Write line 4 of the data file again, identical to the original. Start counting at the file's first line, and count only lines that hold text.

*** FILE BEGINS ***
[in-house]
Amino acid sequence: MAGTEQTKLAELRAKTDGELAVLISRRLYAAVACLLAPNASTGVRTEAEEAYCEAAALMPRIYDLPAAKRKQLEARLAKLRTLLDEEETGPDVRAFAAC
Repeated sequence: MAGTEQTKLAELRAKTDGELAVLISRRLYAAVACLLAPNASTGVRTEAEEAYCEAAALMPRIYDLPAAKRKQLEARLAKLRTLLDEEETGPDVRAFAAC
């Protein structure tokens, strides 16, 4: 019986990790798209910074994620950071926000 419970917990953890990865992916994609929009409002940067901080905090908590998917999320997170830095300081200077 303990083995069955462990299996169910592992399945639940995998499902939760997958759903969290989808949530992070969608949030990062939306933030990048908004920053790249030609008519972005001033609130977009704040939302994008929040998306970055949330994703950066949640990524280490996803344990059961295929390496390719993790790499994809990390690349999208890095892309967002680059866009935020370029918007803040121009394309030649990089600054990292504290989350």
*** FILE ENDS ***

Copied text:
């Protein structure tokens, strides 16, 4: 019986990790798209910074994620950071926000 419970917990953890990865992916994609929009409002940067901080905090908590998917999320997170830095300081200077 303990083995069955462990299996169910592992399945639940995998499902939760997958759903969290989808949530992070969608949030990062939306933030990048908004920053790249030609008519972005001033609130977009704040939302994008929040998306970055949330994703950066949640990524280490996803344990059961295929390496390719993790790499994809990390690349999208890095892309967002680059866009935020370029918007803040121009394309030649990089600054990292504290989350």